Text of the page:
Monday, March 10, 2008

Measuring sales and marketing effectiveness of SaaS companies

The CAC Ratio

I read an interesting blog post from Will Price, a fellow VC from Hummer Windblad on how to measure the sales and marketing effectiveness of SaaS companies with a magic number defined approximately as the ratio of the incremental sales in a quarter (annualized) divided by the sales and marketing expenses of the previous quarter (this assumes that sales are recognized from a gap standpoint the quarter following the sales and marketing investment).

I found this approach interesting, but it seems to me that gross margin is a more relevant benchmark than revenues, given that the GM of saas companies varies by type of application and size of the company (for example NetSuite went from about 50% GM three years ago to close to 70% today). A more accurate benchmark would then be to divide the incremental GM (annualized) in a given quarter by the S&M expenses of the previous quarter. Let's call this ratio the Customer Acquisition Cost ratio or CAC ratio. The definition becomes for the last quarter of 2007:

CAC Ratio = (GM (Q4 07) - GM (Q307)) x 4 / S&M costs (Q307)

A CAC ratio of one would be equivalent to breakeven marginally on a new customer in one year. A ratio of 0,5, would mean breaking even in two years.

The next question is then: what is the right benchmark for this ratio? From our private investor experience, a breakeven in 1-2 year seems reasonable and if we look at CAC ratio since its IPO, it is indeed within this 0.5-1 range:

The implications for a private saas companies are straightforward:

  • If your CAC ratio is above 1, invest more to accelerate growth (and send me an e-mail at

  • If your CAC ratio is lower than 0.5, you need to think through your sales and marketing model and ramp up the sales learning curve before investing more

  • If you are in between, stay on your course, your are doing fine

Refining the CAC Ratio

This CAC ratio can be refined by looking at the variation in Monthly Recurring Gross Margin defined as the Montly Recurring Revenue (MRR or CMRR) less the COGS run rate for the month (See my previous post on saas metrics for the definitions of MRR and CMRR). If you use the MRR, then the formula above is correct (just multiply by 12 instead of 4 to annualize the gross margin increase), but if you use the CMRR, then you need to divide the increase in gross margin by the S&M costs of the current quarter not the previous quarter.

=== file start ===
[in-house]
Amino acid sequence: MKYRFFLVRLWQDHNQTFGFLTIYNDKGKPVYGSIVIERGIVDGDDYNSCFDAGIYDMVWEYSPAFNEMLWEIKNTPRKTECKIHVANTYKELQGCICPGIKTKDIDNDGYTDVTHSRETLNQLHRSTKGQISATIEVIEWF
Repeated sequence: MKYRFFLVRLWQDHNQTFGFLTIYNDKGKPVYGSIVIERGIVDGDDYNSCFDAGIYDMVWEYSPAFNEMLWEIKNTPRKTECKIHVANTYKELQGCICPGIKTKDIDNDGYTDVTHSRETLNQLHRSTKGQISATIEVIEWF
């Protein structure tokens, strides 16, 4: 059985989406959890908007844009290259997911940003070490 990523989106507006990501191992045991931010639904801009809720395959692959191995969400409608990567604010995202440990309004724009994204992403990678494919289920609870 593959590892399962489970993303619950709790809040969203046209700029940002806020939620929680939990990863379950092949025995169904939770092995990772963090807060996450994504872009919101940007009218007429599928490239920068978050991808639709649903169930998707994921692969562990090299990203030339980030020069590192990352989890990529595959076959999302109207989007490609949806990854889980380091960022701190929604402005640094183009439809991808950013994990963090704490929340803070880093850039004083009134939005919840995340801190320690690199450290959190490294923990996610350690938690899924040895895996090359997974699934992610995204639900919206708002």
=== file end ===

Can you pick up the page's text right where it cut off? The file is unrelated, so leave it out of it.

The assumption here is that for most SaaS companies, the service takes a few months to get implemented, so from a GAAP standpoint, the revenue recognized in quarter N has been acquired in quarter (N-1) and therefore it is natural to use the S&M costs from the quarter (N-1) in the CAC ratio. If you use the gross margin derived from CMRR, the situation is different. The CMRR represents the revenue contracted during quarter N and not recognized yet on a GAAP basis because the service has not been implemented. Therefore it is legitimate to say that the increase in CMRR from quarter N vs. quarter (N-1) has been acquired with S&M cost of the quarter N, not (N-1), hence the need to adjust the formula.

For companies with short implementation cycle (like e-mail marketing), then the revenue can be recognized in the same quarter and therefore the formula should be calculated with the S&M cost from the quarter N, not (N-1) for the same reason.

CAC Ratio benchmarking for public SaaS companies

I also looked at all the 13 saas companies listed in my SaaS 13 Index to see how they were performing. The results for Q4 2007 are exposed in the chart below where the CAC ratio is plotted against the EV/TTM revenue mutliple (Enterprise Value divided by Trailing Twelve Month revenues):

Note: Negative numbers indicate that companies actually decreased their gross margin over the quarter.

As a SaaS VC, I tend to focus on Private companies, so I leave it up to you to design you short and long strategies on this peer group - of course a lot of other factors need to be taken into account (like growth rate and churn as $1 of recurring revenue is worth more for companies with lower churn) - but it is interesting to note that SuccessFactors is valued at more than 7x EV/TTM while it lost GM in Q4 07 and that Constant Contact is valued at the same multiple than Concur (both expecting to grow 60% 2007 vs. 2008) but with very different CAC ratios.


Scot said...

Great analysis, good to see some refinement on the magic number concept.


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Ed said...

Am curious of your thoughts on how the CAC ratio is influenced based on stage/maturity of company (ie. a new entrant trying to gain awareness in the marketplace investing in various mktg programs and sales to get the lead-gen engine flywheel started)?

Jeff Lu said...

Great analysis Phillipe. Really insightful. However, it seems like there's little correlation between the CAC ratio and EV/rev.

Ed's question is valid too. If I have time I'd like to do my own analysis around CAC ratio and size/maturity of the company.